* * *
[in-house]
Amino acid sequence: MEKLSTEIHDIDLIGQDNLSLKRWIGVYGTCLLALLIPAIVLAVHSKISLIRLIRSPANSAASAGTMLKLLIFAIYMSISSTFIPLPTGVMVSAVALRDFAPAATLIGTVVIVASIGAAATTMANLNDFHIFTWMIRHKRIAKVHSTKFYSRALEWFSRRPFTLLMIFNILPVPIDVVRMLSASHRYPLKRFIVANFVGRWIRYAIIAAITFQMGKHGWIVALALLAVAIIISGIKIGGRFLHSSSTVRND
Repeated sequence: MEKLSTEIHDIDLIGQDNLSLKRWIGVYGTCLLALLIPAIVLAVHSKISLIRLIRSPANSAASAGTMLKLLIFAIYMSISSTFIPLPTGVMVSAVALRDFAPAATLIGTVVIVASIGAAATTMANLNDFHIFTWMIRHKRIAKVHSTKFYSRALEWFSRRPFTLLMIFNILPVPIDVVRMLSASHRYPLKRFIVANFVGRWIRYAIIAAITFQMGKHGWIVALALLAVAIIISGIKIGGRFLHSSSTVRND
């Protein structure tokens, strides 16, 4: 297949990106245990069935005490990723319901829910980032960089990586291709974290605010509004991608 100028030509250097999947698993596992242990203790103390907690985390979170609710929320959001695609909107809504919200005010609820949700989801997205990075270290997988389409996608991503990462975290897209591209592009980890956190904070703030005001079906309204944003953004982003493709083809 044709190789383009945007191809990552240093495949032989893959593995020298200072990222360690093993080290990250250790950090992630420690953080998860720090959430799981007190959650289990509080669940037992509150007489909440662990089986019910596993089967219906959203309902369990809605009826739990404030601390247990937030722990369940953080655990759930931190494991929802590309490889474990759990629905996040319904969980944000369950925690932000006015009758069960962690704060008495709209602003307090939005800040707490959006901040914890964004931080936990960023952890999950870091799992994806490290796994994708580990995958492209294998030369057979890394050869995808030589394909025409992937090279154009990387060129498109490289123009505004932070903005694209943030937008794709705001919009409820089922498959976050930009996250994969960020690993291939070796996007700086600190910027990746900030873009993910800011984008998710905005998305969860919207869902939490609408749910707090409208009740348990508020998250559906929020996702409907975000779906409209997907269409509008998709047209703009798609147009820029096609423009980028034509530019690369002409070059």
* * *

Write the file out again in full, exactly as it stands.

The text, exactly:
[in-house]
Amino acid sequence: MEKLSTEIHDIDLIGQDNLSLKRWIGVYGTCLLALLIPAIVLAVHSKISLIRLIRSPANSAASAGTMLKLLIFAIYMSISSTFIPLPTGVMVSAVALRDFAPAATLIGTVVIVASIGAAATTMANLNDFHIFTWMIRHKRIAKVHSTKFYSRALEWFSRRPFTLLMIFNILPVPIDVVRMLSASHRYPLKRFIVANFVGRWIRYAIIAAITFQMGKHGWIVALALLAVAIIISGIKIGGRFLHSSSTVRND
Repeated sequence: MEKLSTEIHDIDLIGQDNLSLKRWIGVYGTCLLALLIPAIVLAVHSKISLIRLIRSPANSAASAGTMLKLLIFAIYMSISSTFIPLPTGVMVSAVALRDFAPAATLIGTVVIVASIGAAATTMANLNDFHIFTWMIRHKRIAKVHSTKFYSRALEWFSRRPFTLLMIFNILPVPIDVVRMLSASHRYPLKRFIVANFVGRWIRYAIIAAITFQMGKHGWIVALALLAVAIIISGIKIGGRFLHSSSTVRND
């Protein structure tokens, strides 16, 4: 297949990106245990069935005490990723319901829910980032960089990586291709974290605010509004991608 100028030509250097999947698993596992242990203790103390907690985390979170609710929320959001695609909107809504919200005010609820949700989801997205990075270290997988389409996608991503990462975290897209591209592009980890956190904070703030005001079906309204944003953004982003493709083809 044709190789383009945007191809990552240093495949032989893959593995020298200072990222360690093993080290990250250790950090992630420690953080998860720090959430799981007190959650289990509080669940037992509150007489909440662990089986019910596993089967219906959203309902369990809605009826739990404030601390247990937030722990369940953080655990759930931190494991929802590309490889474990759990629905996040319904969980944000369950925690932000006015009758069960962690704060008495709209602003307090939005800040707490959006901040914890964004931080936990960023952890999950870091799992994806490290796994994708580990995958492209294998030369057979890394050869995808030589394909025409992937090279154009990387060129498109490289123009505004932070903005694209943030937008794709705001919009409820089922498959976050930009996250994969960020690993291939070796996007700086600190910027990746900030873009993910800011984008998710905005998305969860919207869902939490609408749910707090409208009740348990508020998250559906929020996702409907975000779906409209997907269409509008998709047209703009798609147009820029096609423009980028034509530019690369002409070059």